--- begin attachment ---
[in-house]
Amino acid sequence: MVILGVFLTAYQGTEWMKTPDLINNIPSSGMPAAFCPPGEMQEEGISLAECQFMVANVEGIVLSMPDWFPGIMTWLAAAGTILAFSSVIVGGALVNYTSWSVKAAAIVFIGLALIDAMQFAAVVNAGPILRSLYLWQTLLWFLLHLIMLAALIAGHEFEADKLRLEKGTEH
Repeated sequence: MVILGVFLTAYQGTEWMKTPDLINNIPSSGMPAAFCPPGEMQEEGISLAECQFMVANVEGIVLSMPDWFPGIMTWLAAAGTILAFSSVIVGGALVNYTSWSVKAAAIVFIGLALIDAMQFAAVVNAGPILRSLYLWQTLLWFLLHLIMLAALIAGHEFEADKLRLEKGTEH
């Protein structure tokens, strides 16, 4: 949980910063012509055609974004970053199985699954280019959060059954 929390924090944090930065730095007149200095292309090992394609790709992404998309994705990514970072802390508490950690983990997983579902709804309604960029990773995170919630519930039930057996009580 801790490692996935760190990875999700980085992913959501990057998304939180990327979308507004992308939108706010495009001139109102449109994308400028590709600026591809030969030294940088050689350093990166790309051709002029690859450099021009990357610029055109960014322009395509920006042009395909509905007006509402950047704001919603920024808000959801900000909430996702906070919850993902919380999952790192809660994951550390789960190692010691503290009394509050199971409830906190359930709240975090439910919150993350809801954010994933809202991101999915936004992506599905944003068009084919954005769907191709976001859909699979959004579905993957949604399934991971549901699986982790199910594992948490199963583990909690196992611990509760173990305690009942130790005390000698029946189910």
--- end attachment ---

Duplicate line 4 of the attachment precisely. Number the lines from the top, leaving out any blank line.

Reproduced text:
């Protein structure tokens, strides 16, 4: 949980910063012509055609974004970053199985699954280019959060059954 929390924090944090930065730095007149200095292309090992394609790709992404998309994705990514970072802390508490950690983990997983579902709804309604960029990773995170919630519930039930057996009580 801790490692996935760190990875999700980085992913959501990057998304939180990327979308507004992308939108706010495009001139109102449109994308400028590709600026591809030969030294940088050689350093990166790309051709002029690859450099021009990357610029055109960014322009395509920006042009395909509905007006509402950047704001919603920024808000959801900000909430996702906070919850993902919380999952790192809660994951550390789960190692010691503290009394509050199971409830906190359930709240975090439910919150993350809801954010994933809202991101999915936004992506599905944003068009084919954005769907191709976001859909699979959004579905993957949604399934991971549901699986982790199910594992948490199963583990909690196992611990509760173990305690009942130790005390000698029946189910």